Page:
Survey says: Some things never change.
A new survey of 1,000 financial professionals conducted by CNBC and LinkedIn sheds light on some very traditional — and entrenched — problems. In talking with men and women who work across the financial services industry in banking, capital markets, financial services, investment banking, and investment management, those who conducted the survey were hoping to expose the lack of female leadership at the top (women account for fewer than 17 percent of senior leaders in investment banking) — and revealed a lot more.
Equal pay is, of course, still an issue, but there is a substantial gender divide in terms of how it is is perceived in the workplace: 40 percent of women and 75 percent of men agreed that men and women working at the same levels were paid equally at their companies, the results of the survey showed. Seventy-two percent of women responded that they haven’t seen sexual harassment and gender discrimination at their companies, compared with 84 percent of men.
In fact, some of these findings are reflected in another recent survey that was commissioned by The New York Times about what men and women are experiencing at home. That survey showed that, while many fiscal metrics are showing an improving U.S. economy, there is a gender gap in how men and women are perceiving not only the health of the national economy, but also the state of their own families’ financial affairs. According to the survey results, 47 percent of men responded that their family’s finances had improved over the last year. But only 30 percent of women surveyed said their family’s economic situations have been getting better. Meanwhile, women have a much bleaker outlook for the national economy over the next five years than men do, the survey found, with more women indicating that “periods of widespread unemployment or depression” are on the horizon.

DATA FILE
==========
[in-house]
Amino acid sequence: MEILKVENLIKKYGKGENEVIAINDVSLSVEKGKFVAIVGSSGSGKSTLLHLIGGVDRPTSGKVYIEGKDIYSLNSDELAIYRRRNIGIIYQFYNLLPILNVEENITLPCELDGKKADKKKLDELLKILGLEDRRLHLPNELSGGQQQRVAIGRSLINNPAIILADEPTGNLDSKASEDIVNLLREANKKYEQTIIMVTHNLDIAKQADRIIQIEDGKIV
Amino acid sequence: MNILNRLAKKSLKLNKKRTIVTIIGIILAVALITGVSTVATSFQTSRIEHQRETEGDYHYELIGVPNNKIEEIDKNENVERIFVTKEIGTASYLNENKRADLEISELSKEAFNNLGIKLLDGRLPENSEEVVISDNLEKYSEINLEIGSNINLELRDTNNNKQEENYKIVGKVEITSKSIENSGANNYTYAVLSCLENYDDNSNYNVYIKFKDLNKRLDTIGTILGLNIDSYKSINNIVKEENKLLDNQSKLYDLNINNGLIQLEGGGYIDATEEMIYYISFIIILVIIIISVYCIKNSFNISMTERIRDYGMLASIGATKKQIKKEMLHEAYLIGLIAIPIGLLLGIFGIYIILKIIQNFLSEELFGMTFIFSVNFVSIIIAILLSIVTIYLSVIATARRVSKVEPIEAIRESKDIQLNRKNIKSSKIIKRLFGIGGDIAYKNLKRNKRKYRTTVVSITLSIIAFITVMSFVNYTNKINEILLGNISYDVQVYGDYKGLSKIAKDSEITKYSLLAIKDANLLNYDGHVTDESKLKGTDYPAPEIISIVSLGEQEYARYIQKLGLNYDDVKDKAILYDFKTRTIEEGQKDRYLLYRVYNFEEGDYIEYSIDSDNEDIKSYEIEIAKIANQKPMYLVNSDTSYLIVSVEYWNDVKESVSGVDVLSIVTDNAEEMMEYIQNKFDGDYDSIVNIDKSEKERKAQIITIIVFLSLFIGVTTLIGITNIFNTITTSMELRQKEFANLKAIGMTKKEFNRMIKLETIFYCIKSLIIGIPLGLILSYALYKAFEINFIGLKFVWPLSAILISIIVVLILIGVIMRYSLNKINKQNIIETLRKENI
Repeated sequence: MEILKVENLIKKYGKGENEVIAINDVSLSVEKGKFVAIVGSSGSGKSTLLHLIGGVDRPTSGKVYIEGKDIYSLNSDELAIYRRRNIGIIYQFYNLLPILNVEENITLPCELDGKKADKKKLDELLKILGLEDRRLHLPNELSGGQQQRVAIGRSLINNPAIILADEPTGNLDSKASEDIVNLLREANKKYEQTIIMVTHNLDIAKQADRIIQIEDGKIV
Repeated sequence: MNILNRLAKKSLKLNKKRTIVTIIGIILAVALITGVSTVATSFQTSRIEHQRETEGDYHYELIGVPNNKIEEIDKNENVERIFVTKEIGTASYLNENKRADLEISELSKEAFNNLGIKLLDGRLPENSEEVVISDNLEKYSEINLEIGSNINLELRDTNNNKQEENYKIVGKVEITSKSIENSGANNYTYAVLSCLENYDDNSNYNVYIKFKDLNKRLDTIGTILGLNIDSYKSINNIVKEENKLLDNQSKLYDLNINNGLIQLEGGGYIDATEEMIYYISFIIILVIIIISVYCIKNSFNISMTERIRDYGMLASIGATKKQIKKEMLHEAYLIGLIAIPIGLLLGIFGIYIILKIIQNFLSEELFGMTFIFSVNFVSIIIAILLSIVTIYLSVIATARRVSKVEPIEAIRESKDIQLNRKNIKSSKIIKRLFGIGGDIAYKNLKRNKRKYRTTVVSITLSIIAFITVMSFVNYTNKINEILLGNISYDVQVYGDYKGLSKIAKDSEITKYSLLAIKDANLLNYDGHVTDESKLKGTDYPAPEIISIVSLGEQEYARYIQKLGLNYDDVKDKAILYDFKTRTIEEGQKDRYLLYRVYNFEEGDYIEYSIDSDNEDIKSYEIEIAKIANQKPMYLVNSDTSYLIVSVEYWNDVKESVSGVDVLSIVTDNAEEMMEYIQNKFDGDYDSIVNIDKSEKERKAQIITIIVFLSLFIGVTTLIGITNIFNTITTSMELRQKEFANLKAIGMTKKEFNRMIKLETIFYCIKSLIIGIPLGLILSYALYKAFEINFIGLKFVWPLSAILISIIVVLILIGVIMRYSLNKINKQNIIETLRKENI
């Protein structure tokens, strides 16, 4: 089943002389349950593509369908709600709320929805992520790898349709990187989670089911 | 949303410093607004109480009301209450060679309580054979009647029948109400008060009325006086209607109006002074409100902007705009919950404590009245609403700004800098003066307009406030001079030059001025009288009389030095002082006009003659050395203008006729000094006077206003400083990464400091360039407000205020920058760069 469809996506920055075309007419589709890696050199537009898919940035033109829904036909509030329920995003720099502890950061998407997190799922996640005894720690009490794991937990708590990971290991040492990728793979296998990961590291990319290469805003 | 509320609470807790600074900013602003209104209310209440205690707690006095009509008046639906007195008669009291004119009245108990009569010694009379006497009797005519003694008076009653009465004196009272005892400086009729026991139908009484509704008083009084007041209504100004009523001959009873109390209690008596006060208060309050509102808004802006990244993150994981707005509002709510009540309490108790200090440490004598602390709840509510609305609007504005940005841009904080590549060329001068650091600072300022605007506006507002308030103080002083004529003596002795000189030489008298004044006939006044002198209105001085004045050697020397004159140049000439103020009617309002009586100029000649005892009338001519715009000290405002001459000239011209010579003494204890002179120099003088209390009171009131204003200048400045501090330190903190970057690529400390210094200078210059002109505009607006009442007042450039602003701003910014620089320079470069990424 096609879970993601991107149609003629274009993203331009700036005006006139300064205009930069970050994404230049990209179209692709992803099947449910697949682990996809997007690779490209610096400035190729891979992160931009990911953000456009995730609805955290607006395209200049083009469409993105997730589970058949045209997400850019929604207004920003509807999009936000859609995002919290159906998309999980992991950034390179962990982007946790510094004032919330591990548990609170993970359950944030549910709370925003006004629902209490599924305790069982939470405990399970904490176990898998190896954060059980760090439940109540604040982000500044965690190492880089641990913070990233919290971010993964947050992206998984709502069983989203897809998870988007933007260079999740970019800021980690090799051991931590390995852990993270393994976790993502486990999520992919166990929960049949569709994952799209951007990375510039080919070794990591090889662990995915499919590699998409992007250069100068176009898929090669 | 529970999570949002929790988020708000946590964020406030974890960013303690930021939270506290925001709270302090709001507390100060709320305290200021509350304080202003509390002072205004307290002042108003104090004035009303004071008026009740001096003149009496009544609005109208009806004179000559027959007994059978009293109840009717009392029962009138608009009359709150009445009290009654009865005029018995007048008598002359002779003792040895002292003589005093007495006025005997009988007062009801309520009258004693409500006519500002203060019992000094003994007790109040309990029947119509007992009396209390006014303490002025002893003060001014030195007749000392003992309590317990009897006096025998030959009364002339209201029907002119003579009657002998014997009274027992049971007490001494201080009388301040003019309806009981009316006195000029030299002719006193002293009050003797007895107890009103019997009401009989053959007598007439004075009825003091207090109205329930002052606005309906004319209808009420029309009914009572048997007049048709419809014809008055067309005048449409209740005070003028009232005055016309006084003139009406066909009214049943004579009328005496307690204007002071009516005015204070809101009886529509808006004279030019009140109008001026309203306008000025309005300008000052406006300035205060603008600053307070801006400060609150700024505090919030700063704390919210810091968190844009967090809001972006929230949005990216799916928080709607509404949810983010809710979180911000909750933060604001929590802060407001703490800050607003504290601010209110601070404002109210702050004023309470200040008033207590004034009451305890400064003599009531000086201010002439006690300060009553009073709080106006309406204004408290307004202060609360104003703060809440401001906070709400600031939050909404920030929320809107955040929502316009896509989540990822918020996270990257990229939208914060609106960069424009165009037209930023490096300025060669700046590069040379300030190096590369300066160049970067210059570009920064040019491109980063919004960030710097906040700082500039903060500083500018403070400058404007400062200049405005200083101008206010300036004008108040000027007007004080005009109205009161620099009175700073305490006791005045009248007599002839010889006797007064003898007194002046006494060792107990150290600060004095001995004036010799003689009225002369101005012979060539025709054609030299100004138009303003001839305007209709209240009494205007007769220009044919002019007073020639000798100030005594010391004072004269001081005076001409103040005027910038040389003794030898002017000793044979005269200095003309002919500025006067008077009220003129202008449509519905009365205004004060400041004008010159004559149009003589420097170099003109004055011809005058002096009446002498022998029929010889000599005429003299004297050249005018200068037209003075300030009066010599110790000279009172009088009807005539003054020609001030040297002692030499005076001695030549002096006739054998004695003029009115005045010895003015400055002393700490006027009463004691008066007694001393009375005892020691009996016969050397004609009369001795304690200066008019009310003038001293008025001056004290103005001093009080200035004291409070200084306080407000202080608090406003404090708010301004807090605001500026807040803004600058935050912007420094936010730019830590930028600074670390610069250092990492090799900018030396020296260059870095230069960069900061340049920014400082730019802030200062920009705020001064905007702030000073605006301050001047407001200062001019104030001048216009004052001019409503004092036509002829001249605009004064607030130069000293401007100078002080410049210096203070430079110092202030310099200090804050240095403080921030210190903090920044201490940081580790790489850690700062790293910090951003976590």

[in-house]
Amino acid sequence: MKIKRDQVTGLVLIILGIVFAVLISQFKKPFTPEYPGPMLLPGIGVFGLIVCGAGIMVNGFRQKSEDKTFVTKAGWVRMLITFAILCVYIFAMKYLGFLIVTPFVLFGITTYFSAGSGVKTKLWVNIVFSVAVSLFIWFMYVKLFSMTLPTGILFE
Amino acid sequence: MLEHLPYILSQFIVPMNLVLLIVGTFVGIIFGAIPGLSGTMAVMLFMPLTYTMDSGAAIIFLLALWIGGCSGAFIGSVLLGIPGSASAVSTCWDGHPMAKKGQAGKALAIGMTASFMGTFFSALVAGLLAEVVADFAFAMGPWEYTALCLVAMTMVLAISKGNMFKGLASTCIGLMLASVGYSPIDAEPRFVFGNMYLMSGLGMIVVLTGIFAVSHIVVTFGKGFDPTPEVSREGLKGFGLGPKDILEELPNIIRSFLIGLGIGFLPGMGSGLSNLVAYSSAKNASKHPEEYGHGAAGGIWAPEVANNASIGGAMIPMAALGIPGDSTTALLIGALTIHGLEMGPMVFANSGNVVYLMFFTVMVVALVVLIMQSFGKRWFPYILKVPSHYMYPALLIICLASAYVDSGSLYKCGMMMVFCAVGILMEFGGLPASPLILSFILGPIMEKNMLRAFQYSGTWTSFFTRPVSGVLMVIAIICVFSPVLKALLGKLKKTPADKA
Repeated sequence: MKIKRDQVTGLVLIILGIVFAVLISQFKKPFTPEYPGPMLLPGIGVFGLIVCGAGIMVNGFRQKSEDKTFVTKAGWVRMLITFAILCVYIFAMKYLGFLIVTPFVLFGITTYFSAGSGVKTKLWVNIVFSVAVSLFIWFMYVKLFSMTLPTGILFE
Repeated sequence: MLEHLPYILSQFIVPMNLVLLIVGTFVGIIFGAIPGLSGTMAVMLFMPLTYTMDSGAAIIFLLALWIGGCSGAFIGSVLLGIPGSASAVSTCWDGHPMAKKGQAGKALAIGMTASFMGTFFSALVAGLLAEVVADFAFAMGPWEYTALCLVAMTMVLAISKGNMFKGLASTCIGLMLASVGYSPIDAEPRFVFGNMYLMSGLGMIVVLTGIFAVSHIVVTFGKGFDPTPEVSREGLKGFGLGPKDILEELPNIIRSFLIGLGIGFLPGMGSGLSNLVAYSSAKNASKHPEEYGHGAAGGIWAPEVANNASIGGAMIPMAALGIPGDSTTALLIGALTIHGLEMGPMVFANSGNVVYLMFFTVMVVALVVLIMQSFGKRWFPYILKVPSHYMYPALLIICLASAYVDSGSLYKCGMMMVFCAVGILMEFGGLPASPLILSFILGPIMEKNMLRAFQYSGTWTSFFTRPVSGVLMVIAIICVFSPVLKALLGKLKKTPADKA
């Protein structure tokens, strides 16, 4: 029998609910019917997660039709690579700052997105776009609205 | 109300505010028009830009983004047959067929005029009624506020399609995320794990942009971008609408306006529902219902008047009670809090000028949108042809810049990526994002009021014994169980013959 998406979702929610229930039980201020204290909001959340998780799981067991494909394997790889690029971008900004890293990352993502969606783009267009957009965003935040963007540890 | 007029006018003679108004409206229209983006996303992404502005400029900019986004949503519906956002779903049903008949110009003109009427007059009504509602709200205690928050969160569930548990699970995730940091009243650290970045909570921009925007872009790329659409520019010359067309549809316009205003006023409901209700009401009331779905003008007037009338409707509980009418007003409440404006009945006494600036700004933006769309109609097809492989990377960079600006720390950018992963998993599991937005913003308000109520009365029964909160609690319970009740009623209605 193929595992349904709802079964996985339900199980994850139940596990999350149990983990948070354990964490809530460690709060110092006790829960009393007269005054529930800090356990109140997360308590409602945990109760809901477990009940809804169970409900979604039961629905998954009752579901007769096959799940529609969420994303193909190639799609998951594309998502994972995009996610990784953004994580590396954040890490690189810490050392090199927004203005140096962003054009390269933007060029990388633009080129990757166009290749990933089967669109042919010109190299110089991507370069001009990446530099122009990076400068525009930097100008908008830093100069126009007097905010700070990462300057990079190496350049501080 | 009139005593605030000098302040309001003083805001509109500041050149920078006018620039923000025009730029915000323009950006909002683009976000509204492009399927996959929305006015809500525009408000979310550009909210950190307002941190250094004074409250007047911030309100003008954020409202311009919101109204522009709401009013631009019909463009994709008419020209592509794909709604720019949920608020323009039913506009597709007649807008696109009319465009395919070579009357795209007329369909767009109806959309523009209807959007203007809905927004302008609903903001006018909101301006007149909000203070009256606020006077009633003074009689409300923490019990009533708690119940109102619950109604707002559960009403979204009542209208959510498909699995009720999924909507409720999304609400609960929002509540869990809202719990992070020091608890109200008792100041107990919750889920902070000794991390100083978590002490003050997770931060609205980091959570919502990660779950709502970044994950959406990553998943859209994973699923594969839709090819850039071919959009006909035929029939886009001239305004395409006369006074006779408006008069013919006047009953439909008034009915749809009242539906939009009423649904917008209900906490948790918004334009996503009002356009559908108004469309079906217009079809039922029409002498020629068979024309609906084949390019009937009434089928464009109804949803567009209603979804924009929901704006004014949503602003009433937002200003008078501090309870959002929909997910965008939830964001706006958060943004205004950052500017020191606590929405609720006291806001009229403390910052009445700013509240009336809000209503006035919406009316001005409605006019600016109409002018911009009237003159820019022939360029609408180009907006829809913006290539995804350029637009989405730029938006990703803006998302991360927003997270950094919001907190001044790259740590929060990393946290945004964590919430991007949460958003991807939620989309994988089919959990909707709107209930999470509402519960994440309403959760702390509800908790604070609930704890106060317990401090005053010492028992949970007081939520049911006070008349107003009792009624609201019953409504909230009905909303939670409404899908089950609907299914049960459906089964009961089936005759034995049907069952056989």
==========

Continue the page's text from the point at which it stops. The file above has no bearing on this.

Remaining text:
Perhaps those worries about unemployment stem from another discovery made in the the CNBC and LinkedIn survey. There are also examples of exclusion going on the workplace, the survey found, with eight percent of women reporting they’re left out of networking and social opportunities. But the belief that women are less likely to be in leadership positions is persistent: 47 percent of women felt that “men and women are promoted at an equal rate at their companies,” while 26 percent of men believed the same.
So, the numbers are helpful, but what are the solutions? They’re the same as always: More women in leadership positions and more women as mentors. But a new type of solution has emerged and it’s something that the survey found men and women actually agree on: a more flexible work environment. Looks like everyone can get behind more work-from-home days.
Read the full story at CNBC.